While reading about UVA’s recent implementation of Problem Based Learning as the foundation for their medical school curriculum, I saw mention of Bloom’s Taxonomy, which is a name that I have not heard or thought about for a long time. I confess that I had to look it up, and so I thought I would summarize the results of my brief search here.
Bloom’s Taxonomy is essentially a hierarchical system of classifying learning objectives. The original version was collaboratively outlined in 1956 by a committee under the direction of Dr. Benjamin Bloom, an educational psychologist. Bloom’s Taxonomy outlined three educational ‘domains’, each of which represents a group of related educational activities. The three domains are:
- Cognitive: Activities that involve learning and developing mental skills that focus on knowledge, comprehension, critical thinking, etc.
- Affective: Activities that involve growth and awareness of emotionality and attitudes towards both self and others.
- Psychomotor: Activities that involve learning or improving physical or technical skills, such as participating in sports or performing skills that require manual dexterity and hand-eye coordination.
In education, we tend to focus on primarily the cognitive domain, although there are certainly disciplines that may emphasize one or both of the other domains as well. A former student of Bloom’s named Lorin Anderson made some revisions to the original organization of the cognitive domain (the original structure is provided in the article linked below), and an image of this updated Taxonomy is posted below, in the form of an inverted pyramid.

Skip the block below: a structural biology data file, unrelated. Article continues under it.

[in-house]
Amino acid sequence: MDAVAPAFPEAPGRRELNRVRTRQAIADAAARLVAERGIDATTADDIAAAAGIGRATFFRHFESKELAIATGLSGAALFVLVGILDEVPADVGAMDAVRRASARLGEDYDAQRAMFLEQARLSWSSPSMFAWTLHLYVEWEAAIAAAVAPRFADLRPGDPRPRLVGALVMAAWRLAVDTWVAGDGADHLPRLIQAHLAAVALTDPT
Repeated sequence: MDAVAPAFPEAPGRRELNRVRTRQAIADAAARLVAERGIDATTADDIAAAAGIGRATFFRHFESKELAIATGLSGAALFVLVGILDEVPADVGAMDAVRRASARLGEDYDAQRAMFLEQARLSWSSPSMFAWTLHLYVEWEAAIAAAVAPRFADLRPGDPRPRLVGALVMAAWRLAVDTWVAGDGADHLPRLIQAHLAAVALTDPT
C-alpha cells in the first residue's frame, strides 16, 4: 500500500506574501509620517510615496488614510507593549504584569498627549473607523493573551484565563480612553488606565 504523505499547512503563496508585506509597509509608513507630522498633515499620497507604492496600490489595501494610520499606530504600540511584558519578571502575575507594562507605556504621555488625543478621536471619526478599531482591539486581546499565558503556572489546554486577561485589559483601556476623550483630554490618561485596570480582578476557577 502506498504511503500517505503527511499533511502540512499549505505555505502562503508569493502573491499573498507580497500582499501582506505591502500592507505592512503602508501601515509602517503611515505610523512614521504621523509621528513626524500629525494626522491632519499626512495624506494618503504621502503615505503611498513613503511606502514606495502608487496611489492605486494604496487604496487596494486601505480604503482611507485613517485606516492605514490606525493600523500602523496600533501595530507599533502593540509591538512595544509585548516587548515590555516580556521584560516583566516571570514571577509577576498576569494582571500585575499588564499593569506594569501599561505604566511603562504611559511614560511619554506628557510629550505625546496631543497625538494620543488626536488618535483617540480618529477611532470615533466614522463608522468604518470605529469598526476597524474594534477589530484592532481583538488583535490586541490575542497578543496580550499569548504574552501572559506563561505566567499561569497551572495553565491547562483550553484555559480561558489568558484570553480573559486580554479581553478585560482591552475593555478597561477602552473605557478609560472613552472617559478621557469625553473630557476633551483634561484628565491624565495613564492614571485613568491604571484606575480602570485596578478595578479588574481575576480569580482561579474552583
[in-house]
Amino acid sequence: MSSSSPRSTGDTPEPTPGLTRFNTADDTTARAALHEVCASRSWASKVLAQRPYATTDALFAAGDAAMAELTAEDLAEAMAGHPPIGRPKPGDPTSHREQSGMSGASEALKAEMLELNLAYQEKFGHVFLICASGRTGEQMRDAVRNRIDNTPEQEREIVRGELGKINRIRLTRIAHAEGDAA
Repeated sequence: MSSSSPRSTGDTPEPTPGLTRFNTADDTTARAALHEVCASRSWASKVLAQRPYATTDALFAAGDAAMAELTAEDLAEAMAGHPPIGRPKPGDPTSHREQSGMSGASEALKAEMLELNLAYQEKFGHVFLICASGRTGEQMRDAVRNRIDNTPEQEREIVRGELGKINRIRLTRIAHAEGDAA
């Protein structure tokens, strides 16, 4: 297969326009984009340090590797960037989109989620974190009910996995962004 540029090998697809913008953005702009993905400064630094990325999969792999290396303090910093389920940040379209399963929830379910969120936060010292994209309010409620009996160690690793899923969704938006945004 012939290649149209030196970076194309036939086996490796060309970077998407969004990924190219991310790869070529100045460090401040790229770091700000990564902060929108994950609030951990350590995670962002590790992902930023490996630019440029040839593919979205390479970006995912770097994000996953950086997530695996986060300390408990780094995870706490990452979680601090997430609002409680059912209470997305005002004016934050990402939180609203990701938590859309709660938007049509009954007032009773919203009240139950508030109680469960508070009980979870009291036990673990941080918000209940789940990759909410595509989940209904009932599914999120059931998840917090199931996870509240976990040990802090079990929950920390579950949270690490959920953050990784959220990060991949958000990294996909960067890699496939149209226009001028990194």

The idea here is that the least important category is listed at the bottom, represented by the smallest area of the pyramid, and the most important category is at the top, represented by the largest area. In this hierarchy, just remembering facts and data is the lowest order of cognitive learning. Understanding the information is more important than just remembering, and being able to apply the information is more important still. Being able to analyze the material means that you can break it down into its component parts, identify the structure, troubleshoot the problem, etc. Evaluating means that you can judge the material based on its merits, perhaps selecting the best option from similar choices. Finally, the most important is creating, which means that you are capable building upon your knowledge by taking discrete elements and using them to produce something new.
When reading it, I suspect most people would tend to agree with this arrangement (at least, in general) and think that it seems quite intuitive. This is at odds with reality, however, as our educational system seems to be stuck at the lowest level, or perhaps levels, of the hierarchy. So often the focus is simply upon memorizing and regurgitating facts, as if by doing so we will somehow achieve understanding, and that by understanding we become able to apply, and so on until we become producers of knowledge. Sadly, that is not exactly the way it works. Each of these categories is inter-dependent, of course, as you can hardly be capable of applying knowledge that you neither understand nor remember, but it is important to recognize that each of these categories requires skills that we must be exposed to and practice, if we are to have any hope of mastery.
An interesting idea that is, I think, worth investigating.
Here is the link to a great article that provides more information, including details on the other two domains: